Odile van Stuijvenberg

Odile van Stuijvenberg: Regulatory assessment of medicinal products with a tissue-agnostic indication

Project of Odile van Stuijvenberg, Drug Innovation student of Utrecht University. Odile van Stuijvenberg did her research internship at the Medicines Evaluation Board from September 2020 to March 2021. Her supervisors were Marjon Pasmooij, Violeta Stoyanova and Jorn Mulder.

For the past six months, I have been working on my final research project for the master Drug Innovation (Utrecht University) at the MEB. The topic of my project was the regulatory assessment of medicinal products with a so-called 'tissue-agnostic indication'.

These tissue-agnostic (TA) indications introduced a new paradigm in oncological drug-development. Where the shift from the one-size-fits-all approach to precision medicine was the result of an increased focus and recognition of the molecular variety that exists in tumours, the introduction of TA indications goes one step further and moves away from the traditional histology-based focus altogether. TA therapies are developed to treat all patients with tumours that show a specific biomarker, 'agnostic' (i.e. independent) of the tissue where the tumour is found.

The aim of my study was to explore the regulatory challenges in the assessment of TA therapies. To do so, we examined the EMA’s, FDA’s and PMDA’s final assessment reports of the three pioneering medicinal products that received regulatory approval for a TA indication: Keytruda (pembrolizumab), Vitrakvi (larotrectinib) and Rozlytrek (entrectinib). We found that the main challenges for regulators originated from the uncertainty on efficacy in underrepresented tumour types and the uncertainty about other possible drivers of disease and response.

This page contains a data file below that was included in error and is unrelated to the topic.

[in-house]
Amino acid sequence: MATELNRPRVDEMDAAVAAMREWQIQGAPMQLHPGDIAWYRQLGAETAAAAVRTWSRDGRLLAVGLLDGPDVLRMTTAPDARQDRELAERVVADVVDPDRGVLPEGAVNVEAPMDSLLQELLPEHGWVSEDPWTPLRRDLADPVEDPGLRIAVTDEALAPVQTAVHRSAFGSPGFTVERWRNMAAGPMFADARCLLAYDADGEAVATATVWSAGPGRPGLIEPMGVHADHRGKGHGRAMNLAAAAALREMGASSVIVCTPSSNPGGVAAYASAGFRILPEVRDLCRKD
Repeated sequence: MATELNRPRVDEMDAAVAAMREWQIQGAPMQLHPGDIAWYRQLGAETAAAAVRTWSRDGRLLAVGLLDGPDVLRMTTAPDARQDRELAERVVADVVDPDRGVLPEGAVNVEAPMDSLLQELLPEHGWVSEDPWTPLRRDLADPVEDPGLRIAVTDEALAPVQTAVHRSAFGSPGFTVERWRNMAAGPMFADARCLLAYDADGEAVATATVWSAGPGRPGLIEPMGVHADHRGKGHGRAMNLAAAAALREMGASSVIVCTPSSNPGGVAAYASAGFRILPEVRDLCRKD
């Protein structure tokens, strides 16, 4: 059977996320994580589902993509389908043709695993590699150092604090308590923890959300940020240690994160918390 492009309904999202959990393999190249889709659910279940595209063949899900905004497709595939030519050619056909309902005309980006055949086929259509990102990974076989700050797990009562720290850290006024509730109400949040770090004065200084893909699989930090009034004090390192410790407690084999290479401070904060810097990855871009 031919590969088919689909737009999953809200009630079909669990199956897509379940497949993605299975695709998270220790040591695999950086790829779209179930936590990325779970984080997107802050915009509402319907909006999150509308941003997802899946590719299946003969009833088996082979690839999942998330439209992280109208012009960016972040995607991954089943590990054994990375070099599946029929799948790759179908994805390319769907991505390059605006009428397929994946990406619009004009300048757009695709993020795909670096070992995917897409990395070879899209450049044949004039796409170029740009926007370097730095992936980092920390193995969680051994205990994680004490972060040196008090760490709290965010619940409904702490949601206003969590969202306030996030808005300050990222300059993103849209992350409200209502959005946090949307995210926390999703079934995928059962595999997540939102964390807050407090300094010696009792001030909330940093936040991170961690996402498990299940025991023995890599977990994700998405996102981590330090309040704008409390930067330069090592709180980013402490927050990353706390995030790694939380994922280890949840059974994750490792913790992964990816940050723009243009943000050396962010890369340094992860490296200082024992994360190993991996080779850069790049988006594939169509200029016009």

The extremely limited size of some of these tissue-based subgroups precluded the performance of reliable subgroup analyses, which were required in order to confirm that the efficacy that was observed was indeed 'agnostic' of the tissue-of-origin of the tumour, and not driven by the results of the larger subgroups. The three agencies required an extension of the efficacy data-set prior to approval and/or in the post-marketing setting. Though these measures may address the remaining uncertainties regarding efficacy, we found that updated efficacy data during the assessment period did not resolve the issue of underrepresentation of some of the tumour types (i.e. mainly added to the larger subgroups in which the biomarker was more common). Hence, this may also remain an issue after fulfilling the post-marketing requirements.

The other concern on TA efficacy that was expressed by the agencies related to the possibility that, besides the indicated biomarker, other predictors of response could be present in some of the tumour types, precluding a TA efficacy in clinical practice. Though this concern was discussed relatively briefly in most of the assessment reports of the pioneering applications, various tissue-specific mechanisms have been identified as precluding treatment effect of biomarker-based therapies.[1][2] More attention to these potential resistance mechanisms, also in the post-marketing setting, is of importance.  

In light of these findings we recommend that, in the assessment of TA therapies, regulators should increase focus on the requirement for a strong rationale on the indicated biomarkers as a sole predictor of response and a homogeneous treatment effect across all tumour types. This approach may prove to be more effective than the post-marketing enrolment of a large number of patients.

[1] Adashek, J. J., Subbiah, V., & Kurzrock, R. (2020). From Tissue-Agnostic to N-of-One Therapies:(R) Evolution of the Precision Paradigm. Trends in Cancer. 1-14